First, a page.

Sunday, December 16, 2007

WW II: Battle of the Bulge ... beginning of the end

December 16, 1944 ... sixty-three years ago today ... World War II's Battle of the Bulge began in Belgium and Luxembourg between the Allied forces and Germany. One of the coldest winters on record in Europe, there was snow, freezing rain, frigid temperatures approaching 0 degrees.

Half-a-million Americans took part in the series of battles that lasted until January 25, 1945, including two of my uncles, recently deceased, who had trouble with frostbite on their feet all their lives as a result of that battle. As a child, I heard them talk about the winter weather of the war but had no idea how intense that cold or that battle were until adulthood.

It was the beginning of the end of World War II ... Hitler's plan was to break through the Allied line but he succeeded in only creating a "bulge." He pushed the Allies back 60 miles but by Christmas they had retaken the lose positions.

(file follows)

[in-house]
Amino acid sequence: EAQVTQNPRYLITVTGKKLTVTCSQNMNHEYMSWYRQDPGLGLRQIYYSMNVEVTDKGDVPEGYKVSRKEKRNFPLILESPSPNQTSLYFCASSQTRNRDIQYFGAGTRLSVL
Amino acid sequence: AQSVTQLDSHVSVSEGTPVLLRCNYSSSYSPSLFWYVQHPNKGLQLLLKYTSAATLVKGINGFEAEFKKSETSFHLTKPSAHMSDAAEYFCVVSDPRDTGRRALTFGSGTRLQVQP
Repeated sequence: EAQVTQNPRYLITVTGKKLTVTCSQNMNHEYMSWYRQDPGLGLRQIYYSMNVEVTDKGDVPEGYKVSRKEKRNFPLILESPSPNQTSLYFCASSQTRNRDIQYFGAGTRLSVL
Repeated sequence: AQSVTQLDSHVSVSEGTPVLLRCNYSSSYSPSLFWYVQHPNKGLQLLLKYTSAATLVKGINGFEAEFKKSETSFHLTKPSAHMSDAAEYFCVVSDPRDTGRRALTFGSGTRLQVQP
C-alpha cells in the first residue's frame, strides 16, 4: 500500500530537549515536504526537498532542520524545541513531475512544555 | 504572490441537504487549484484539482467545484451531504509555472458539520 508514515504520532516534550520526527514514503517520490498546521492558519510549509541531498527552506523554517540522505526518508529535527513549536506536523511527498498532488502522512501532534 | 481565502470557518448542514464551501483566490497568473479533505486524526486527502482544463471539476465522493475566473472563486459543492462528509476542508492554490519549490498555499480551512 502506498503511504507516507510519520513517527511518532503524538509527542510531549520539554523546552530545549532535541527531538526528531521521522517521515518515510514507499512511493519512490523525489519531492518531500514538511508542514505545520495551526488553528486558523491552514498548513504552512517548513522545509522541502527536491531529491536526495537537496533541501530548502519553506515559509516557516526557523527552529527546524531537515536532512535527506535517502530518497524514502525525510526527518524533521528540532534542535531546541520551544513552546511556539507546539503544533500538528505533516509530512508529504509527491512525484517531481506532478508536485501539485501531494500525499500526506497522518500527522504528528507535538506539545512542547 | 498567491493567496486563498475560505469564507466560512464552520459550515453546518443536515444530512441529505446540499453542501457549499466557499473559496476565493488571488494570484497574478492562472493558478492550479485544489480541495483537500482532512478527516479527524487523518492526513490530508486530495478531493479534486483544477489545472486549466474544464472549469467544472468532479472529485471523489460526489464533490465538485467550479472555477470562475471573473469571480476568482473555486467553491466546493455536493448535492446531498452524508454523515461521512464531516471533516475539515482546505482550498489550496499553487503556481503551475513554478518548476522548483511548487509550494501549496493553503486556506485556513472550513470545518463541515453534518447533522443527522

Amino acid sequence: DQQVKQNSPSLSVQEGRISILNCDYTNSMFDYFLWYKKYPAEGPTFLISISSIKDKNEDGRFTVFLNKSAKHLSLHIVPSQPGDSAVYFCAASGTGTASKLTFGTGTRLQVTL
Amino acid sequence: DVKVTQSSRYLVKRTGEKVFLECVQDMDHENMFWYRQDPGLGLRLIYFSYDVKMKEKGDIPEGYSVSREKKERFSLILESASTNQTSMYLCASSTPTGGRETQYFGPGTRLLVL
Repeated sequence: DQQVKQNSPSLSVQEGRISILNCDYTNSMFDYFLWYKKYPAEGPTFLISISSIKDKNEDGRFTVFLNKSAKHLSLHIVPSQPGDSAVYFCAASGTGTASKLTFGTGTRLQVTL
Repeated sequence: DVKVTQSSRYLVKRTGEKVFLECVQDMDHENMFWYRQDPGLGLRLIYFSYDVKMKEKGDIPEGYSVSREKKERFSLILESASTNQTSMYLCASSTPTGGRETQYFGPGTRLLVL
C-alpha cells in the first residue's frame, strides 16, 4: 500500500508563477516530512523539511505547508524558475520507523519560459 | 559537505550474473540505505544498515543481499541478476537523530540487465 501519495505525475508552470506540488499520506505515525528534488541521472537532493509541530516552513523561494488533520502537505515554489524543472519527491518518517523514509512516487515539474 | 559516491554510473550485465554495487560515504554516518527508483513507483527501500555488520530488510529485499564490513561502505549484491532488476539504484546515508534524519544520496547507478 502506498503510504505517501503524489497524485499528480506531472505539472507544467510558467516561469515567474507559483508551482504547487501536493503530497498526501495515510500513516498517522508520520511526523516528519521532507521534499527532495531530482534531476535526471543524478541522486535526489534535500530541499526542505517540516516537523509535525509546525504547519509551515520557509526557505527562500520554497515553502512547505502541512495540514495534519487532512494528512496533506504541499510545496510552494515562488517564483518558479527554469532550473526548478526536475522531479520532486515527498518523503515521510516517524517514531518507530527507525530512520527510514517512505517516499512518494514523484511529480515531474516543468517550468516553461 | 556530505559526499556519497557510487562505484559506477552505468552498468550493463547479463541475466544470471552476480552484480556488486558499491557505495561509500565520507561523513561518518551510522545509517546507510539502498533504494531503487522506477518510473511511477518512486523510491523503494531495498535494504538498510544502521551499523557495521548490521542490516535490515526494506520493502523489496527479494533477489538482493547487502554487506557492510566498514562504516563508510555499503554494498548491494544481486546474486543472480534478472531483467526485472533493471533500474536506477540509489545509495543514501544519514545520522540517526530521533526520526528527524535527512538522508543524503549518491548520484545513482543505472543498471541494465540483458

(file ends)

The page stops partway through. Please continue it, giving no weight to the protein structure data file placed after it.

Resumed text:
Over 1 million combatants were involved including 500,000 U.S. troops, 500,000 Germans, and 55,000 British. Casualties were high with 81,000 Americans affected including 19,000 who were killed, 34,000 injured, and 23,500 captured ... the Germans suffered over 100,000 killed, wounded, or captured.

Most of those involved in the battle were young men in their teens or early 20s. They were half a world away from home, it was Christmas time, and the weather was unbearably cold. And, yet, they did what they had to do to protect the world. Some came home ... some did not. Those who survived are now World War II veterans in their 80s and 90s.

We honor and thank them for their sacrifice ... not only for the U.S. but also for the world.

More information about the Battle of the Bulge:
- Battle of the Bulge
- Battle of the Bulge
- Battle of the Bulge

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